Chancellor’s summer economic update – details

Chancellor, Rishi Sunak, has announced a range of measures to try and kick-start the economy.

The big story is a cut in VAT for the hospitality sector from 20% to 5% and this will apply to eat-in or hot takeaway food from restaurants, cafes and pubs, accommodation in hotels, B&Bs, campsites and caravan sites, attractions like cinemas, theme parks and zoos. 

He also announced a temporary stamp duty holiday until January 2021 to stimulate the property market. This would exempt the first £500,000 of all property sales from the tax. 

The government will pay businesses a £1,000 bonus for every staff member that is kept on for three months when the furlough scheme ends in October. To qualify, the employee must be paid at least £520 on average, in each month from November to the end of January.

New schemes were announced to boost employment and training opportunities for 16 – 24 year olds.  This includes a ‘Kick Start’ scheme to assist those at risk of long term unemployment by funding six-month work placements to those on universal credit. Further support will be provided to young people in England: funding of £1,000 for each new work experience place; for apprenticeships – funding of £2,000 for each new apprentice aged under 25, and £1,500 for each new apprentice aged 25 and over, from 1st August 2020 to 31st January 2021. The apprenticeship payments will be in addition to the existing £1,000 funding that is provided for young apprentices.

There was also a scheme announced that will be launched in August to give 50% off to people dining out.  The scheme will mean 50% off meals eaten at any registered business between Monday to Wednesday in August, up to a maximum discount of £10 per head (including children).

Chancellor splashes another £30b

UK Chancellor of the Exchequer Rishi Sunak pledged an additional GBP 30 billion to support employment, on top of the GBP 133 billion in coronavirus measures he has already unveiled. The money includes over GBP 5 billion in accelerated infrastructure spending, about GBP 9 billion for employers to retain workers through the end of January, funds for home insulation, and help for homebuyers and for hospitality firms.

COVID-19 – Help for the self-employed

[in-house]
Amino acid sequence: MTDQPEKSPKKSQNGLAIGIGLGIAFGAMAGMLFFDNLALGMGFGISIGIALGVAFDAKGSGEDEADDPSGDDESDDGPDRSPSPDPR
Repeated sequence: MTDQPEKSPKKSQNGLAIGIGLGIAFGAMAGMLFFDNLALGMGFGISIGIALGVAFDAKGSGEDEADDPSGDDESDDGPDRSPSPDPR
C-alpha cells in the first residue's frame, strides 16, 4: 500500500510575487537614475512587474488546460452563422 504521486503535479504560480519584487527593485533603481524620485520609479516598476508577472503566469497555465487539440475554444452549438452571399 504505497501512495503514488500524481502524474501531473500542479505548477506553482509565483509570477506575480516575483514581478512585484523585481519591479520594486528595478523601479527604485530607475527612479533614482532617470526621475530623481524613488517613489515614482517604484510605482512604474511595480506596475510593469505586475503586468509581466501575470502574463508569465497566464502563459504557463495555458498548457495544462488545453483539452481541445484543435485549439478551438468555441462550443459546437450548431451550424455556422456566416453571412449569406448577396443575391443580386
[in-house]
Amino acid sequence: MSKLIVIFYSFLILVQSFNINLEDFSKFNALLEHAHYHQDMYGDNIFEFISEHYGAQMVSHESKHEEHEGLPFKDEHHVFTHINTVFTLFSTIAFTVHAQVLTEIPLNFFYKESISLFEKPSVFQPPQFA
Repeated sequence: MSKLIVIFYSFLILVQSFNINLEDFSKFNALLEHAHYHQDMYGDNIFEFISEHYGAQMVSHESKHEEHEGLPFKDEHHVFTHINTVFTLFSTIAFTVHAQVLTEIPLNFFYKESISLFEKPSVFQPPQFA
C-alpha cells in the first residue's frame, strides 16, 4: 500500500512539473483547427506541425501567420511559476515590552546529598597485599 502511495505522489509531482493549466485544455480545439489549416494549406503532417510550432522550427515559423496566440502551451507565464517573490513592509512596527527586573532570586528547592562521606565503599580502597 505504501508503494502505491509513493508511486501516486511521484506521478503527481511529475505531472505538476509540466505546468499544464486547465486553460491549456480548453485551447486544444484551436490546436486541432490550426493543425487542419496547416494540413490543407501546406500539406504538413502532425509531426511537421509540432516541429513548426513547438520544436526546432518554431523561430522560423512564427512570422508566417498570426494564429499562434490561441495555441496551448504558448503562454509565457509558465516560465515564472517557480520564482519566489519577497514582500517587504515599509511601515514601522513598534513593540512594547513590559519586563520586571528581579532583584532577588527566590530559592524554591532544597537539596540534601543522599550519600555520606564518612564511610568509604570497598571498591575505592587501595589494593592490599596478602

If you have at least one year’s self-assessment history and have filed your 2018-19 tax return, you are eligible as long as you have trading profits of under £50,000 per annum.

You will receive a taxable grant of 80% of your average profits. You do not need to apply, you should receive details in the post and the grant in June.

COVID-19 – Employee homeworking expenses

In general, the reimbursement by an employer of employee expenses is treated for tax purposes as earnings from the employment for the tax year in which they are paid (ITEPA 2003 ss 70 and 72) and will be taxed in the normal way. There is, however, an exemption for ‘homeworking arrangements’ which covers payments made by an employer to an employee in respect of reasonable additional household expenses incurred in carrying out duties of their employment at home (ITEPA s 316A). This is currently up to £4 a week (or £18 a month) but, as announced in the Budget, will be increased to £6 a week from 6 April 2020. An exempt homeworking payment under s 316A can be made to employees who work at home under a voluntary homeworking scheme (which is a crucial difference to other expenses claimed by employees outside of these arrangements).

Costs that may be covered by such homeworking payments include additional costs of heating and lighting the work area or the metered cost of increased water use, provided that the additional household costs are reasonable and incurred in carrying out the employee’s duties. There might also be increased charges for internet access, home contents insurance, business telephone calls or the additional cost incurred as a result of business rates liability (EIM01474). Broadband costs will only be tax exempt if the employee is not already paying for a broadband connection (EIM01475). Payments for costs that would be incurred whether or not the employee worked at home – for example, mortgage interest, rent, council tax or water rates – will not be tax exempt.